I was still on the tail end of a March vacation, but there was no avoiding the news out of Auburn. 

“Horrific scene from Bonney Park!’ one writer chose to call it.  

I took a look at the video and what do you know. It was no exaggeration. The footage coming out of Bonney Park in Auburn was indeed horrific. 

Every time teenagers make the news for one criminal act or another, I always ask myself the question: Is this something I would have done when I was a young rapscallion? 

Breaking out windows in an old abandoned house? Sure. I did some of that. 

Snowballing cars? Keg party shenanigans? Brawl after the high school football game? 


Yes, yes and yes. I was no angel. What kids are? 

Most teenagers have a bit of the “Lord of the Flies” wildness about them and I was no exception. 

Lately, though, there’s no need to ask yourself that question, unless you happened to grow up without a soul. 

When you see savagery like we saw last weekend in Bonney Park, for most of us, it’s not relatable. Not even a little bit. 

I sure as hell never attacked a pair of seemingly harmless homeless people and, in fact, could never have conceived of such a thing. 

The worst people I know from my own youth — and we’re talking about the kind of kids who would pluck the wings off a fly just to see it suffer — would never have done such a thing. Wouldn’t even have considered it. 


Even for young hooligans of a certain age, there were lines that must never be crossed. 

The video out of Bonney Park shows a pair of girls stomping, kicking, punching, kneeing, slapping and generally pummeling a man and a woman who are seated on the ground, offering no threat and putting up no defense.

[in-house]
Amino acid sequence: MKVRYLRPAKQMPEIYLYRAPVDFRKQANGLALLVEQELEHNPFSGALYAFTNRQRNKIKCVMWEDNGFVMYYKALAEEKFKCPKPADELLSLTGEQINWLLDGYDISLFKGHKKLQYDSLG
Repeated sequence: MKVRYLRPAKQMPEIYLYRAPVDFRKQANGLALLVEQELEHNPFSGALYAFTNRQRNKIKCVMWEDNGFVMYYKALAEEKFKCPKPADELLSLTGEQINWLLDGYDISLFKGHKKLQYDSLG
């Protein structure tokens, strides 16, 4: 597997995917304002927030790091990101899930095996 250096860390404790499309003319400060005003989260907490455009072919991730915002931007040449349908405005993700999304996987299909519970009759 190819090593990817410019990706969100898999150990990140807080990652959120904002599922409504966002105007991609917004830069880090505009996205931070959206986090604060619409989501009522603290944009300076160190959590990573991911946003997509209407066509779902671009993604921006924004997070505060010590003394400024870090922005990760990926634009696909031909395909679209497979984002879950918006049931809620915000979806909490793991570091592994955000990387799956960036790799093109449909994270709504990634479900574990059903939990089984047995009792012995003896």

It’s stomach-churning stuff, and I hated to watch it. That kind of unrestrained — and likely misdirected — rage is an unsettling thing, and it’s even worse, somehow, seeing it from kids. 

What has gone so wrong in our world that this kind of cruelty isn’t just present, it’s becoming commonplace? I mean, who is really surprised by this kind of thing anymore? 

In New Orleans last week, three teenage girls and one 17-year-old boy attacked a 73-year-old woman in order to take her car. The white-haired lady is dragged from her car, stomped while she’s on the ground and then, entangled in her seat belt, dragged for several blocks. Her arm was completely ripped off during the ordeal and she died on the pavement soon after. 

Another group of teens, another sickening video. In this one, we’re forced to confront the idea that this poor older lady had spent her final moments on earth in absolute pain and terror. This because a group of hideously deranged kids wanted her little Nissan and nothing was going to stop them. 


You think of the woman’s children and how they must now live with the knowledge that the mother who raised them died in such a terrifying and humiliating way. You think about her grandkids, some of whom may be the very age of the creatures who killed her. 

Those kids wanted that Nissan and they were willing to kill to get it, and my, how I wish that lady had been carrying a little Glock or Ruger for her own defense. 

In Bonney Park, there was apparently no motive for the beatings. No robbery, no theft, no nothing. All we can conclude is that two girls, 14 and 16 years old, just felt like hurting someone that day and their young friend was happy to film the savagery for kicks.